Jerusalem has a conglomeration of races and religions, it is quite the opposite of a melting-pot. It is a mingling, not a mixture; in its narrow streets men touch elbows, men whose worlds of thought are as remote as the east is from the west.
This particular thoroughfare is the David street in its normal condition today. It is the principal street of the city, and, crossed by Christian Street, quarters the city into Jewish, Mohammedan, Greek, and Christian sections.
The streets of Jerusalem are about nine feet wide; they are as free from vehicular traffic as Venice. Laden camels take the place of trucks, and the sheep and the goats are as yet socially undivided. Observe the costumes of men and women; they wear racial uniforms. The floating population is composed of pilgrims from Mecca and Algiers, natives of the Sudan, now-homeless Russians, and ever-homeless Armenians.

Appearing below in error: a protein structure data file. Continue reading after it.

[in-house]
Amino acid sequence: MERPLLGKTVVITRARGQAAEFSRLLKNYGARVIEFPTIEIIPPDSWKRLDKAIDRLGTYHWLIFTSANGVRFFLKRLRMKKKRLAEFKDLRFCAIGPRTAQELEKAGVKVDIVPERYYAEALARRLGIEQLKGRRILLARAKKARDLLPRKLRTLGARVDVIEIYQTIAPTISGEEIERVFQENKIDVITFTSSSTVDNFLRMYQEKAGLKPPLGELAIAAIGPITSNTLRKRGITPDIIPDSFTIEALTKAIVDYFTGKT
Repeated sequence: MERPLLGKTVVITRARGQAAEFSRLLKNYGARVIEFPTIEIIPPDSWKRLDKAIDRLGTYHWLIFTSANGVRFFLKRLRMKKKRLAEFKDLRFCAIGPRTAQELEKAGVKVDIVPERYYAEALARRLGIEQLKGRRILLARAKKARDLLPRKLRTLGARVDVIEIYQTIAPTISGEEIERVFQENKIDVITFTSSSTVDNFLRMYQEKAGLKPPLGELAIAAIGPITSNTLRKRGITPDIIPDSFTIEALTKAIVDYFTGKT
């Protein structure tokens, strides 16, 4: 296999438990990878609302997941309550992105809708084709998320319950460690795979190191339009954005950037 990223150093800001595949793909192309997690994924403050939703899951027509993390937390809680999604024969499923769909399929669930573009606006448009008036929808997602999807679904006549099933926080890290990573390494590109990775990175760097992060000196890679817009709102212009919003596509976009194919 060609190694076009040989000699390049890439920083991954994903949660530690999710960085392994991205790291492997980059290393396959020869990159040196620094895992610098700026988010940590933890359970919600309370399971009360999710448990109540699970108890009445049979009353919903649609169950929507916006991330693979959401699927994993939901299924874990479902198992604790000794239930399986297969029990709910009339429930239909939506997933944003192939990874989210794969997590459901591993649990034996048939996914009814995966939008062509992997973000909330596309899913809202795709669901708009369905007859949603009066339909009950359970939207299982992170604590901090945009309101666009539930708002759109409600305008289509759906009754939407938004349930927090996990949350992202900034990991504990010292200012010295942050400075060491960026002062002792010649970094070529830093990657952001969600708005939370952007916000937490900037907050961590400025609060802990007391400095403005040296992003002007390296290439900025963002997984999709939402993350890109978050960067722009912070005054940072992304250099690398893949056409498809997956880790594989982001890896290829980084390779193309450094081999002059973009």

The Moslem colors are red and green, and holy days and holidays abound. These things have not changed, but the American gasoline-can has supplanted the oriental water-jar, even as in America the filling-station has taken the place of the saloon.
The City of the great king and other places in the Holy Land. Pictured by Dean Cornwell and described by William Lyon Phelps. Society of the Four Arts King Library, 1926.
A Knight Templar’s Pilgrimage to the Holy Land. Thomas W. Wilson, 1908.
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